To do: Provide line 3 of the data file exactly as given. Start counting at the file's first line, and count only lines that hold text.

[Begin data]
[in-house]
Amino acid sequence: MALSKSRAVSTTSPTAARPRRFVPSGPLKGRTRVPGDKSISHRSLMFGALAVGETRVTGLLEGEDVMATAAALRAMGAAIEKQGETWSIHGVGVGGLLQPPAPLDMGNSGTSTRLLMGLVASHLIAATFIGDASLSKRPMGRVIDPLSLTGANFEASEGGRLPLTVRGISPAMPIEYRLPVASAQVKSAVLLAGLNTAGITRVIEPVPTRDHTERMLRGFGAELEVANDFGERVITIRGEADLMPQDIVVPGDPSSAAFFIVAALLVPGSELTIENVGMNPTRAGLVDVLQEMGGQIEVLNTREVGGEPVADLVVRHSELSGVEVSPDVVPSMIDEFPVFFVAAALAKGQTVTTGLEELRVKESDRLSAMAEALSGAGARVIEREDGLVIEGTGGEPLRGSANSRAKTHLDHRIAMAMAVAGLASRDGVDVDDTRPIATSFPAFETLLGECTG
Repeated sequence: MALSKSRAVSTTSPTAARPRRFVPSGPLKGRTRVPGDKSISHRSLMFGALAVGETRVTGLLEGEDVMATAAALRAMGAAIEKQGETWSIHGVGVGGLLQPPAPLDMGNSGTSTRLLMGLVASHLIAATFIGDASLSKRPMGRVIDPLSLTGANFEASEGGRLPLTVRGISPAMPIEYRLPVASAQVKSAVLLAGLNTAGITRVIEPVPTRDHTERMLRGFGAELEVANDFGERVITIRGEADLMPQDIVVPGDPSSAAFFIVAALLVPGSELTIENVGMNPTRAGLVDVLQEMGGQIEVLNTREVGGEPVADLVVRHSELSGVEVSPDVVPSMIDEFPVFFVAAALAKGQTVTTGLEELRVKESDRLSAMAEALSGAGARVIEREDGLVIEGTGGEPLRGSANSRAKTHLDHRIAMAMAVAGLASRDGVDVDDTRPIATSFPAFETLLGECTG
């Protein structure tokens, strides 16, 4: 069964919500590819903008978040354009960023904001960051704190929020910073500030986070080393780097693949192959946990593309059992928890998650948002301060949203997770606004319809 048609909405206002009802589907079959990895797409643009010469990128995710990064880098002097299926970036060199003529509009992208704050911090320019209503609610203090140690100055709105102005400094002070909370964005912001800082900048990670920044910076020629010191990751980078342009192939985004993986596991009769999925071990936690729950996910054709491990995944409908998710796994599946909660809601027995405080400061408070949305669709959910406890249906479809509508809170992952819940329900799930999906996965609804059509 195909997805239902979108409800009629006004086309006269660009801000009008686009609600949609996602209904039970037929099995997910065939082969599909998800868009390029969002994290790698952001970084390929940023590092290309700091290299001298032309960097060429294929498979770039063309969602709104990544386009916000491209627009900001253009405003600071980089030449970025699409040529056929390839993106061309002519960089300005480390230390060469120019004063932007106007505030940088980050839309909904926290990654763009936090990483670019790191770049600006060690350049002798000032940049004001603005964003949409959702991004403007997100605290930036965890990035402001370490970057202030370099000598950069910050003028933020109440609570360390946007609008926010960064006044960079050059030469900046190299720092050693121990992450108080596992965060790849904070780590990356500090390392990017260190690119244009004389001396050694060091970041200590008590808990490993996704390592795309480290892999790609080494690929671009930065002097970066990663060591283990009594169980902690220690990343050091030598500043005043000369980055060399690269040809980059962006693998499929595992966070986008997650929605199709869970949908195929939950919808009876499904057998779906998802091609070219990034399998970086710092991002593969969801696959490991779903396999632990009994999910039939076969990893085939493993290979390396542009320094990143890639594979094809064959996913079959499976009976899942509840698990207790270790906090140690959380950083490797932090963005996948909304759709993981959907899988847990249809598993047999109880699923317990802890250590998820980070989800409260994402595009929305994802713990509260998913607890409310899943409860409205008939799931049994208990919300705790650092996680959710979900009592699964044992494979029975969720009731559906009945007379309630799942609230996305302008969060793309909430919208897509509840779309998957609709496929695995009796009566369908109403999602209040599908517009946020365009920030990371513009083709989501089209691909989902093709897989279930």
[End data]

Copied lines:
Repeated sequence: MALSKSRAVSTTSPTAARPRRFVPSGPLKGRTRVPGDKSISHRSLMFGALAVGETRVTGLLEGEDVMATAAALRAMGAAIEKQGETWSIHGVGVGGLLQPPAPLDMGNSGTSTRLLMGLVASHLIAATFIGDASLSKRPMGRVIDPLSLTGANFEASEGGRLPLTVRGISPAMPIEYRLPVASAQVKSAVLLAGLNTAGITRVIEPVPTRDHTERMLRGFGAELEVANDFGERVITIRGEADLMPQDIVVPGDPSSAAFFIVAALLVPGSELTIENVGMNPTRAGLVDVLQEMGGQIEVLNTREVGGEPVADLVVRHSELSGVEVSPDVVPSMIDEFPVFFVAAALAKGQTVTTGLEELRVKESDRLSAMAEALSGAGARVIEREDGLVIEGTGGEPLRGSANSRAKTHLDHRIAMAMAVAGLASRDGVDVDDTRPIATSFPAFETLLGECTG